Masa Son (of God) and the valley of coronavirus

Just when you thought Masayoshi Son's megalomania had reached its zenith, the Japanese billionaire goes and likens himself to Jesus. He was also misunderstood, the SoftBank CEO reportedly said this week, after investors squared up to him like a cohort of Roman soldiers about his spurious claims to be a miracle worker. Now look at Christ, with his 2.5 billion followers, Son (of God) seemed to imply.

That's all true, Masa, but Jesus, unlike you, didn't rack up an $18 billion loss on dodgy bets. And making a lucrative return for the Saudi royal family or other Vision Fund investors lacks the popular appeal of turning water into wine or raising someone from the dead. That the SoftBank CEO, in a spare part of his addled brain, entertains thoughts of a Sonist cult is surely a reason for investors to flee.

More came during one of the most bizarre exchanges ever witnessed between a CEO and analysts. SoftBank's earnings updates usually have a Sermon-on-the-Mount quality, as Son preaches to the crowd about the "singularity," the idea that artificial intelligence will eventually turn us into slaves. This one featured a lengthy discourse about unicorns – $1 billion startups – falling into the "valley of coronavirus." There was even a slide image of a real valley into which actual unicorns had plunged, although it looked more like someone had dug a trench in a hill, perhaps for one of SoftBank's fiber-optic cables. On the other side, one unicorn had mysteriously sprouted wings and flown out of the duct.

Source: SoftBank.
Source: SoftBank.

"Our unicorns are facing serious challenges against the background of coronavirus outbreak, but I believe that some of them will fly over the valley of coronavirus and go beyond and fly high," intoned Son, according to a Seeking Alpha transcript. You couldn't make this stuff up even if you had ingested lethal quantities of the strongest hallucinogen known to man.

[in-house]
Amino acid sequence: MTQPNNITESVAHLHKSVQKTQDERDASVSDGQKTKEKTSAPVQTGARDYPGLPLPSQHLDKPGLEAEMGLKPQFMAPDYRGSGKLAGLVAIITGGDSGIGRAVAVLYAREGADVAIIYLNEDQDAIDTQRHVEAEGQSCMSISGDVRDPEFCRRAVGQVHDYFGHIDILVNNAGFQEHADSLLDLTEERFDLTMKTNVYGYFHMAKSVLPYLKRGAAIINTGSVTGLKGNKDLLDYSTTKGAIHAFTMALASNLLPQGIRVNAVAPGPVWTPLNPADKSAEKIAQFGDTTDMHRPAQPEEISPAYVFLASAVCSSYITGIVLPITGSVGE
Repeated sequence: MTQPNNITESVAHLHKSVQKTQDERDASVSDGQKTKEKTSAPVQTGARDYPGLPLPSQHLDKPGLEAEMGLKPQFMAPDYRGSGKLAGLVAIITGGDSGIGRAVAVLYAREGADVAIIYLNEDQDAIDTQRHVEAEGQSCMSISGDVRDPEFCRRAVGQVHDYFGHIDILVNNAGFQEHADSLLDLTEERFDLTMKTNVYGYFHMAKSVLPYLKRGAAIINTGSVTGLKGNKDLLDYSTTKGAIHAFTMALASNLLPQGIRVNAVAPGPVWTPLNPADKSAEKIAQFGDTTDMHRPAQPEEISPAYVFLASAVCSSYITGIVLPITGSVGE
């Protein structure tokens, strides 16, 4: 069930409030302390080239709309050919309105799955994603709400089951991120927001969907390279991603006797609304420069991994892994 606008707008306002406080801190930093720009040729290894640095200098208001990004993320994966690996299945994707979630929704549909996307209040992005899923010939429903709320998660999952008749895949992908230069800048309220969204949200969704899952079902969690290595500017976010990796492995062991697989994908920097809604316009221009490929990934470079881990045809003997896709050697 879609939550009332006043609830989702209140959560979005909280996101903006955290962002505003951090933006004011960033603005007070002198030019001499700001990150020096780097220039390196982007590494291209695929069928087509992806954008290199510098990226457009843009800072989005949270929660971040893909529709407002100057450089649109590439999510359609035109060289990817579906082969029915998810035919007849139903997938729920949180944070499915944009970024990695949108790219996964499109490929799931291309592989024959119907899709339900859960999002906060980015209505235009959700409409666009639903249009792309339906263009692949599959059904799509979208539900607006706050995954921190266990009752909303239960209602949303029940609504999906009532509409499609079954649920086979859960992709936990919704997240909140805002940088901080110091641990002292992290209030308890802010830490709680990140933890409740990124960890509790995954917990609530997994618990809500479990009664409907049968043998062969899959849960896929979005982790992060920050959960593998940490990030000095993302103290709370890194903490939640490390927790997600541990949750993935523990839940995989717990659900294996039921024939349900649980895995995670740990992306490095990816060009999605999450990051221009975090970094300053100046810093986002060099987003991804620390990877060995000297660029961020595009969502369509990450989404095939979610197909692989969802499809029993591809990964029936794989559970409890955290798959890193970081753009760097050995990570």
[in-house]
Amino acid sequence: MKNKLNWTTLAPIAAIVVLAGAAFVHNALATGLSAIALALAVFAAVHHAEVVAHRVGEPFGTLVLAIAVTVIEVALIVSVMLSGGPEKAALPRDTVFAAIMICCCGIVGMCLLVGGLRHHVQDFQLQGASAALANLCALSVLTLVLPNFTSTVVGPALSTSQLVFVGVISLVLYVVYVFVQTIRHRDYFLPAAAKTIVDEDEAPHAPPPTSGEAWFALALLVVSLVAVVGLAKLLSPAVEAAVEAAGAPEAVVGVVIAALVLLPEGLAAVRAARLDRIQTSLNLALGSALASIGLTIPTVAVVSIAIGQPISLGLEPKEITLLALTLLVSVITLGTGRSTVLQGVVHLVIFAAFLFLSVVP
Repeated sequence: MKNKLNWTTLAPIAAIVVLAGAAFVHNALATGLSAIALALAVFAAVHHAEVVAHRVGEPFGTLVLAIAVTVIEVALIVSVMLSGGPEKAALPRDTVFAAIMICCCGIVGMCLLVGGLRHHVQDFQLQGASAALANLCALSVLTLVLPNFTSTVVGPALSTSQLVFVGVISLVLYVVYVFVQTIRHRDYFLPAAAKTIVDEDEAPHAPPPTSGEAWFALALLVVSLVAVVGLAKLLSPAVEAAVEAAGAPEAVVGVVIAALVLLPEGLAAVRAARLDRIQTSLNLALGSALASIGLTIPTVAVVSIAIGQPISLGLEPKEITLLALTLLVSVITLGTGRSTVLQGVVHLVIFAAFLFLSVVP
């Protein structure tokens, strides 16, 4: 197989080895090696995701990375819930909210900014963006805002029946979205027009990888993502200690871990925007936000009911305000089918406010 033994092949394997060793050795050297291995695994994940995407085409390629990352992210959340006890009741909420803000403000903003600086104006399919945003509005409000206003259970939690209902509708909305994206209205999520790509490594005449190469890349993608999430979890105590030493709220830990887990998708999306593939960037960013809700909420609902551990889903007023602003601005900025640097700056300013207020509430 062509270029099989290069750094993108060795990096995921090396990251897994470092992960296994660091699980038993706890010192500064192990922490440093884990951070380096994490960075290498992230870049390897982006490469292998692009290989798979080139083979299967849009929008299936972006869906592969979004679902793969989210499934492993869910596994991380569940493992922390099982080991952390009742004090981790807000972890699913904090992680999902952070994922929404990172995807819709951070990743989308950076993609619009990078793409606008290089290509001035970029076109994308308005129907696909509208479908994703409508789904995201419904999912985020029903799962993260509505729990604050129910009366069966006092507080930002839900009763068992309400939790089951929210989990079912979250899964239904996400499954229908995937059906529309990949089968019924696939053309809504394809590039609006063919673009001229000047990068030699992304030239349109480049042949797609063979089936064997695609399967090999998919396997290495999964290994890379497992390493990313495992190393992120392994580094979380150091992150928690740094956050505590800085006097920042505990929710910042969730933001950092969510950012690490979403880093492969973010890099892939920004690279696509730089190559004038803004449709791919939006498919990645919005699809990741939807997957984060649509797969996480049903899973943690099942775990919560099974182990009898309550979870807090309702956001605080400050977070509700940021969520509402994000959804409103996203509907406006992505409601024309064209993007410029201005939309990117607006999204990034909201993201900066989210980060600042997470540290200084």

The pandemic, of course, takes much of the blame for epic losses on companies such as Uber, developer of the world-famous ride-hailing app, and WeWork, a real estate business masquerading as some kind of technology firm. But long before the valley of coronavirus there was the sewer of foul-smelling investments. WeWork needed a $9.5 billion bailout last year, when corona was still just a brand of Mexican lager. Uber lost $8.5 billion in its last fiscal year.

Throughout all of this, Son has dismissed sales and profits as unimportant measures of business success. Shareholder value, a made-up metric defined as the equity value of holdings minus interest-bearing net debt, is all that really counts, he tells his audience. On that basis, it was 23 trillion Japanese yen ($213.6 billion) at the end of last year. Rising debts have now wiped JPY1.4 trillion ($13 billion) off that figure. "It was not like a 30% decline," pleaded Son.

The upshot, though, is that investments will no longer be channeled into the original $100 billion Vision Fund. Like the movie sequel you've always dreaded, a Vision Fund 2 will appear without the marketing fanfare that accompanied the original spectacle. SoftBank will fund that alone, for the time being, because the performance of the original was "not that great," Son told analysts in response to questions.

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SoftBank may have much further to sink. Even if some of its unicorns can magically sprout wings and escape the valley of coronavirus, Son estimates that 15 of the 88 Vision Fund companies may go bankrupt. His hope is that another 15 will enjoy success and save his reputation as a canny investor. Right now, that is wearing very thin and seems to rest largely on the $20 million investment he made 20 years ago in a little-known Chinese company called Alibaba. Today, the ecommerce giant is valued at roughly $564 billion.

More recently, Son has appeared to have a deficit of business acumen to match SoftBank's losses. In an attempt to revive its balance sheet, SoftBank was today reported to be eyeing the sale of a 5% stake in its Japanese wireless business. This followed news it was trying to flog a part of its stake in the new-look T-Mobile US, after that operator's recently concluded merger with SoftBank-controlled Sprint.

Son's main attraction these days is as an entertainment rival to Elon Musk, the Tesla CEO who smokes weed on podcasts, named his child after an algebraic formula and vents on Twitter with Trumpian flair. After comparing himself to Jesus, Son has set Musk a very high bar.

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— Iain Morris, International Editor, Light Reading

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